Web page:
Wicca vs Druidry: What’s the Difference?

When it comes to nature-based spirituality, Wicca and Druidry are the two religions most people think of immediately. However, while they do both have a reverence for nature as the heart of their beliefs, they’re really very different.

What are the differences between Wicca and Druidry, and how do their beliefs to each other?

Main Differences Between Wicca & Druidry

To begin, let’s start with their origins. The Wiccan religion was created from an amalgamation of pan-European folk magic practices and ancient beliefs, first written about and popularized by Gerald Gardner in 1950. While many aspects of Wicca can be traces back to the traditions of the British Isles, it also draws from Germanic Heathenry and other traditions.

Druidry, or druidism, is a modern incarnation, imagining, or reconstruction of the beliefs of the druids. It’s largely based on the religious practices of the ancient Celts, though modern druids may also worship pantheons from other cultures.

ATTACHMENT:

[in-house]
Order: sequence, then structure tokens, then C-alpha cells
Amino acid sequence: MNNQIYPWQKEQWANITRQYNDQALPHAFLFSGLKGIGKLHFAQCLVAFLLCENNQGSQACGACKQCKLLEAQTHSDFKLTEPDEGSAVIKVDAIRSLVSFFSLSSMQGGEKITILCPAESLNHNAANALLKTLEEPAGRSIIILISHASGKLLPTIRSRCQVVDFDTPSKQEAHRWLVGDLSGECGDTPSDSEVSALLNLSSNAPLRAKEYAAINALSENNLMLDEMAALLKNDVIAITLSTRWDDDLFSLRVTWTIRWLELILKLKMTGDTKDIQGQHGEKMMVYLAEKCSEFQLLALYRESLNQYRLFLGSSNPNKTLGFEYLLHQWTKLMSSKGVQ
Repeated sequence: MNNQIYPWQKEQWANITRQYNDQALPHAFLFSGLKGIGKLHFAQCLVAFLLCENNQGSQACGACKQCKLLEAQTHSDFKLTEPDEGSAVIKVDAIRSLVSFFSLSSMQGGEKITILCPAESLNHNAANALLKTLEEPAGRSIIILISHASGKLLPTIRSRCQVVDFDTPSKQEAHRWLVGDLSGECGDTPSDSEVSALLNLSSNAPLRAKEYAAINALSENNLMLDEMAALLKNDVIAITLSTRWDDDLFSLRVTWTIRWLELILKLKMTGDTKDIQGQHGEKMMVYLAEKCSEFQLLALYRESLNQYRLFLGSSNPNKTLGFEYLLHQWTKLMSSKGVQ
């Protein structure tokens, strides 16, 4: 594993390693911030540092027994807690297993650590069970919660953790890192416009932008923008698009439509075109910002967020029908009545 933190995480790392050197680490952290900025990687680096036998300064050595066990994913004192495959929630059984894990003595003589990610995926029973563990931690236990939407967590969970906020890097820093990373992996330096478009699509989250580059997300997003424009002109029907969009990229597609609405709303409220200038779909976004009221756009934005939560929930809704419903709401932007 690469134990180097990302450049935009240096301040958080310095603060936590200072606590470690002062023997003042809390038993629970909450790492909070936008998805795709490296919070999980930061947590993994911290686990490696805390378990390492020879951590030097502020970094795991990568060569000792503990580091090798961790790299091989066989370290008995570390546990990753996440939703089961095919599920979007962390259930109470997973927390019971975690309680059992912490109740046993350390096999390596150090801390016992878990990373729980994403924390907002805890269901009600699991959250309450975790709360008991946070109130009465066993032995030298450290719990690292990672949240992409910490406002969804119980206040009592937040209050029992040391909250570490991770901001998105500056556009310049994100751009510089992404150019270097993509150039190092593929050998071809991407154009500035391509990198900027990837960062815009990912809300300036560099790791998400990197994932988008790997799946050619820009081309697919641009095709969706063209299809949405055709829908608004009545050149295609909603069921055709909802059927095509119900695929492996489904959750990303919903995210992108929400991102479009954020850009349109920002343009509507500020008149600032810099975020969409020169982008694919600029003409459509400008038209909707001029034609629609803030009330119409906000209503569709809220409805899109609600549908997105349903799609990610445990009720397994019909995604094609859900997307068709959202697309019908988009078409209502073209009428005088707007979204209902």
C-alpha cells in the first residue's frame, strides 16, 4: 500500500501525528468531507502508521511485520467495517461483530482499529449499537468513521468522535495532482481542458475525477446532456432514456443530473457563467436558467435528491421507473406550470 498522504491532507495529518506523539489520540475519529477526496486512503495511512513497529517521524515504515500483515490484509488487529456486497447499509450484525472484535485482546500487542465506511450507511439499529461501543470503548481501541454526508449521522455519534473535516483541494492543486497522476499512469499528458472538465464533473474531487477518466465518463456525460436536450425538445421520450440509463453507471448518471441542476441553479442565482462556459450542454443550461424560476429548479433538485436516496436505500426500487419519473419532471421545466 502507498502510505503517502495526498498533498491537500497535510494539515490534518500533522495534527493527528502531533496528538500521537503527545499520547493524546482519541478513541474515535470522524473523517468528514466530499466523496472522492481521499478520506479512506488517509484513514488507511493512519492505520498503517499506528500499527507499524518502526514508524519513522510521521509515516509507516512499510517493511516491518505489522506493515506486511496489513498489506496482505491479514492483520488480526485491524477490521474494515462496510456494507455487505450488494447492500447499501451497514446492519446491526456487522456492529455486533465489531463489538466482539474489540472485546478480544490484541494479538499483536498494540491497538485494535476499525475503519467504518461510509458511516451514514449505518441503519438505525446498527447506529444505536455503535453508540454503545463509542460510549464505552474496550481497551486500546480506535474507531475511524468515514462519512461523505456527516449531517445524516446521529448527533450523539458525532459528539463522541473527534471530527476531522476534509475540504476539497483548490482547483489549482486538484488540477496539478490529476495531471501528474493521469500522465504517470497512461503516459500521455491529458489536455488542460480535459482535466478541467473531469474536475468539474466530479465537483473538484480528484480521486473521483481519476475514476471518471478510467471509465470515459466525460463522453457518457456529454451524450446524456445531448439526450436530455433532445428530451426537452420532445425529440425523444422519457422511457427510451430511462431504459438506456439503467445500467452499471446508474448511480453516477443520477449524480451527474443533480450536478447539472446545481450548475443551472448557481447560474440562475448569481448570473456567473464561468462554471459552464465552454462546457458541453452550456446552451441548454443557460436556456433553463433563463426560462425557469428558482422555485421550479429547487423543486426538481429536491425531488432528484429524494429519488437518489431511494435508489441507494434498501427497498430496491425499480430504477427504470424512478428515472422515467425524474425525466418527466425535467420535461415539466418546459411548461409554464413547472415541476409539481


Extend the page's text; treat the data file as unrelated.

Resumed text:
With these two origins in mind, it’s easy to see that there’d be a number of key differences between the two.

Some of the key differences between Wicca and Druidry include:

  • Hierarchy. Wicca is organized into covens, Druidry is organized into groves.
  • Initiation. Wicca is secretive and initiatory, though some practitioners are solitary. Druidry is more open and experiential.
  • Worship. Wiccan rituals honor the Goddess and her consort, the God. Druid rituals honor nature spirits, ancestors, and whatever deities are relevant to the occasion.
  • Magic. Both religions use magic, but Wiccan spells are typically geared toward creating change and manifesting the witch’s desires. Druid magic places a heavier emphasis on awen, the energy of creativity and inspiration. Some branches of Druidry include a prayer to receive eloquence from a deity of inspiration in every ritual.
  • Astronomy. Druidism is more oriented toward solar holidays and phenomena, while Wicca is moon-focused.
  • Emphasis on religious aspects. Some branches of Druidry, like the Order of Bards, Ovates, and Druids, don’t consider themselves a religion at all — more like a philosophical and non-religious spiritual path. Wicca is a religion.